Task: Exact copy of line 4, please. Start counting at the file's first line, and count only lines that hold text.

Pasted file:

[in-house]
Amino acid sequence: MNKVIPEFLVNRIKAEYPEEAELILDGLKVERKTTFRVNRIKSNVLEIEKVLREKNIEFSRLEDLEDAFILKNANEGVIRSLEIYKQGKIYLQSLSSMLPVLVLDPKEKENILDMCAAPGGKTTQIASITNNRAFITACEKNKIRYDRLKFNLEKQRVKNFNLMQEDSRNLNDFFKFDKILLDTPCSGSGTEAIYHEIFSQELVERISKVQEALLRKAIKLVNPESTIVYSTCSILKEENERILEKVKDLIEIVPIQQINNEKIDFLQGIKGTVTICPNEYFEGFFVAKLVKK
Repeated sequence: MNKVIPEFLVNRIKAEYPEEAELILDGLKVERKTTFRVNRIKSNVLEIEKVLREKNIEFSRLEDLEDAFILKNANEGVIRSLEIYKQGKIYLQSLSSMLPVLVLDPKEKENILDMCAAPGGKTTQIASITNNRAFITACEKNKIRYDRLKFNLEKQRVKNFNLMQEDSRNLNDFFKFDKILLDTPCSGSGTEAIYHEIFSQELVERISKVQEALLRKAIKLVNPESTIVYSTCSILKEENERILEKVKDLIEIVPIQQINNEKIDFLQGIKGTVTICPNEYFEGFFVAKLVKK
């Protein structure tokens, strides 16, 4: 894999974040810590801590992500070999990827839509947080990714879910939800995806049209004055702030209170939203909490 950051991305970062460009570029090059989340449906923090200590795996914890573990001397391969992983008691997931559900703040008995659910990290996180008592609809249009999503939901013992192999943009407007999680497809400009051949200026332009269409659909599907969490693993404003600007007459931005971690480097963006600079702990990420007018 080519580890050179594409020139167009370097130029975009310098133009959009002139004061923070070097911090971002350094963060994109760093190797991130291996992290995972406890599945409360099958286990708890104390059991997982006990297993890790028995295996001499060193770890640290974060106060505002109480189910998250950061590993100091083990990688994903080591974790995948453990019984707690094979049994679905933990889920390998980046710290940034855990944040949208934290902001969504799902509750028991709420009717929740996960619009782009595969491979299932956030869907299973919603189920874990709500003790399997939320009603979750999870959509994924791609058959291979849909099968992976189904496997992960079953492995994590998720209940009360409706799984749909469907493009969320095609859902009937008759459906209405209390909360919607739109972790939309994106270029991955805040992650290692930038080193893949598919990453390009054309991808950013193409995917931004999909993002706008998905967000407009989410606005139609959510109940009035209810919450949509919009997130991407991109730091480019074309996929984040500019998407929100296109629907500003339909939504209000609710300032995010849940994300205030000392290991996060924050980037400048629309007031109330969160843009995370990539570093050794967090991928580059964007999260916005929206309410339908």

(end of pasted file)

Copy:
């Protein structure tokens, strides 16, 4: 894999974040810590801590992500070999990827839509947080990714879910939800995806049209004055702030209170939203909490 950051991305970062460009570029090059989340449906923090200590795996914890573990001397391969992983008691997931559900703040008995659910990290996180008592609809249009999503939901013992192999943009407007999680497809400009051949200026332009269409659909599907969490693993404003600007007459931005971690480097963006600079702990990420007018 080519580890050179594409020139167009370097130029975009310098133009959009002139004061923070070097911090971002350094963060994109760093190797991130291996992290995972406890599945409360099958286990708890104390059991997982006990297993890790028995295996001499060193770890640290974060106060505002109480189910998250950061590993100091083990990688994903080591974790995948453990019984707690094979049994679905933990889920390998980046710290940034855990944040949208934290902001969504799902509750028991709420009717929740996960619009782009595969491979299932956030869907299973919603189920874990709500003790399997939320009603979750999870959509994924791609058959291979849909099968992976189904496997992960079953492995994590998720209940009360409706799984749909469907493009969320095609859902009937008759459906209405209390909360919607739109972790939309994106270029991955805040992650290692930038080193893949598919990453390009054309991808950013193409995917931004999909993002706008998905967000407009989410606005139609959510109940009035209810919450949509919009997130991407991109730091480019074309996929984040500019998407929100296109629907500003339909939504209000609710300032995010849940994300205030000392290991996060924050980037400048629309007031109330969160843009995370990539570093050794967090991928580059964007999260916005929206309410339908």